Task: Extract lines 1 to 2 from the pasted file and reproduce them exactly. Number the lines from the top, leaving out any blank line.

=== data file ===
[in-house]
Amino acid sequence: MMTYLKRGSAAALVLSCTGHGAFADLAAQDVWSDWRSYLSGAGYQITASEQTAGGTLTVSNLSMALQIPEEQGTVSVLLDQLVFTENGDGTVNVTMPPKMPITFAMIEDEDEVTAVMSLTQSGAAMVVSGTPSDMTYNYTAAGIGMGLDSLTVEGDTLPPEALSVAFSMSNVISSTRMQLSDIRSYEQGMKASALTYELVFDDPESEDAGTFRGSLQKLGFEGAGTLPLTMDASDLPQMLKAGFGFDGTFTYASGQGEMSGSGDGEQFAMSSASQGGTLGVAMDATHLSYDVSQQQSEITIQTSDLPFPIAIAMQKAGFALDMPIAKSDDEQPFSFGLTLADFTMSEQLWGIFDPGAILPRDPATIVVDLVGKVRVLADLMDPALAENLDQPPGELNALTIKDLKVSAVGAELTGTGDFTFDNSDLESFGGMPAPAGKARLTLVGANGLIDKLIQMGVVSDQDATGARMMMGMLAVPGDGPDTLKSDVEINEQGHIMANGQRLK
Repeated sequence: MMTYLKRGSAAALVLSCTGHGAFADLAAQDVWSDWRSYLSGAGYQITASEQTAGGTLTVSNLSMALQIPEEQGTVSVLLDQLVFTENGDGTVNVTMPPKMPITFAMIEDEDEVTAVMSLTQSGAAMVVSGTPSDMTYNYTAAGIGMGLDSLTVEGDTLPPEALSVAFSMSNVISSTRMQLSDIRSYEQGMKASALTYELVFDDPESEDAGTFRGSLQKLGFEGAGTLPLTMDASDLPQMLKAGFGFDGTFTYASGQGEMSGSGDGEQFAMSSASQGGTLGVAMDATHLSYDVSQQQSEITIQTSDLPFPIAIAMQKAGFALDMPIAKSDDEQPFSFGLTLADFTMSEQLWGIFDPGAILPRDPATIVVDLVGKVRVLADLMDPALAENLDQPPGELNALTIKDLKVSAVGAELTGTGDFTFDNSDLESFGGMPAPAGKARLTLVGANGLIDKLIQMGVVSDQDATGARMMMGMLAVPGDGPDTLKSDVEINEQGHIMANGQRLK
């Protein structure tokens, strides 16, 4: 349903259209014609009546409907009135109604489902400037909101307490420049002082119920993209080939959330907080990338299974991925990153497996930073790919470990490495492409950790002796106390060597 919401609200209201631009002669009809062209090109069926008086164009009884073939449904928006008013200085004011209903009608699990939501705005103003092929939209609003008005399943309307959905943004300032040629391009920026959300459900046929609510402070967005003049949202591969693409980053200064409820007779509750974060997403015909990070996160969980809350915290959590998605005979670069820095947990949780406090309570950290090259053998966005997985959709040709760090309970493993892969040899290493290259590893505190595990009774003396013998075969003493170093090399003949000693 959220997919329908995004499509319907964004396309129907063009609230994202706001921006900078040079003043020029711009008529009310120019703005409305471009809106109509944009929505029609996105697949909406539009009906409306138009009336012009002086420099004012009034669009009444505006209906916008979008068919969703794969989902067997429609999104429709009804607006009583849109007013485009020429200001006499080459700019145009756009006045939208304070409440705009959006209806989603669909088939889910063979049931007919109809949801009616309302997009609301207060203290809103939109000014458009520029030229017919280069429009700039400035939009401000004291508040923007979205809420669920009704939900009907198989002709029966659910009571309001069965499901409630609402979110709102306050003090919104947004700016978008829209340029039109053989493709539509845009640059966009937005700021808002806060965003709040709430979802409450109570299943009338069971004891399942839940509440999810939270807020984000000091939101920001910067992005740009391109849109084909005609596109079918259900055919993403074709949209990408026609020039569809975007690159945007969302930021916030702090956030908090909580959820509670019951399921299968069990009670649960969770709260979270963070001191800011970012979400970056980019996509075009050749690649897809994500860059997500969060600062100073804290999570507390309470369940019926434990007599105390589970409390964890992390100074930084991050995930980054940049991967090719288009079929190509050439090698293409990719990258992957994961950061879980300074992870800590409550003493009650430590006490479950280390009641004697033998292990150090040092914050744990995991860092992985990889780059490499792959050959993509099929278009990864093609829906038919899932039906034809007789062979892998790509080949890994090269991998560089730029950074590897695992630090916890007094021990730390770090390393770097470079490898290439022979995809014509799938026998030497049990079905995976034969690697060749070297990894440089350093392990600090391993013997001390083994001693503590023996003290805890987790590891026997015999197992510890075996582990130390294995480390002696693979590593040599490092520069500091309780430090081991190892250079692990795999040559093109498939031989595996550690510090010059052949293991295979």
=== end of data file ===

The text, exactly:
[in-house]
Amino acid sequence: MMTYLKRGSAAALVLSCTGHGAFADLAAQDVWSDWRSYLSGAGYQITASEQTAGGTLTVSNLSMALQIPEEQGTVSVLLDQLVFTENGDGTVNVTMPPKMPITFAMIEDEDEVTAVMSLTQSGAAMVVSGTPSDMTYNYTAAGIGMGLDSLTVEGDTLPPEALSVAFSMSNVISSTRMQLSDIRSYEQGMKASALTYELVFDDPESEDAGTFRGSLQKLGFEGAGTLPLTMDASDLPQMLKAGFGFDGTFTYASGQGEMSGSGDGEQFAMSSASQGGTLGVAMDATHLSYDVSQQQSEITIQTSDLPFPIAIAMQKAGFALDMPIAKSDDEQPFSFGLTLADFTMSEQLWGIFDPGAILPRDPATIVVDLVGKVRVLADLMDPALAENLDQPPGELNALTIKDLKVSAVGAELTGTGDFTFDNSDLESFGGMPAPAGKARLTLVGANGLIDKLIQMGVVSDQDATGARMMMGMLAVPGDGPDTLKSDVEINEQGHIMANGQRLK